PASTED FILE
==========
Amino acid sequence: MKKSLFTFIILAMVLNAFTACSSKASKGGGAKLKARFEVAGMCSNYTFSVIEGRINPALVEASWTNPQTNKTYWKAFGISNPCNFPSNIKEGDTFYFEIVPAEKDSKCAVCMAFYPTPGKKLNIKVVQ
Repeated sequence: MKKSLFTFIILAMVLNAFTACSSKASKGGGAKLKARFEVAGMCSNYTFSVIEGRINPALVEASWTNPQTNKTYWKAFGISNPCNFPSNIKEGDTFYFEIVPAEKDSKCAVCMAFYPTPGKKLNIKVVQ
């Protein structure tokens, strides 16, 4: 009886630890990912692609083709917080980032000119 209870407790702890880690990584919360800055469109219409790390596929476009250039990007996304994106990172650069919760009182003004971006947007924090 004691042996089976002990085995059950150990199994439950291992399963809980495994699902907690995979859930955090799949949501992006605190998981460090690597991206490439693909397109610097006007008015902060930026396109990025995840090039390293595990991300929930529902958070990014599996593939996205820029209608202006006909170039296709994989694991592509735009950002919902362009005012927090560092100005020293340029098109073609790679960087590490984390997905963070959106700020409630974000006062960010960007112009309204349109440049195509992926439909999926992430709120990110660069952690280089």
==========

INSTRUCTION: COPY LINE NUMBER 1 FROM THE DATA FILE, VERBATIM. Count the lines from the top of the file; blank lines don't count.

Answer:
Amino acid sequence: MKKSLFTFIILAMVLNAFTACSSKASKGGGAKLKARFEVAGMCSNYTFSVIEGRINPALVEASWTNPQTNKTYWKAFGISNPCNFPSNIKEGDTFYFEIVPAEKDSKCAVCMAFYPTPGKKLNIKVVQ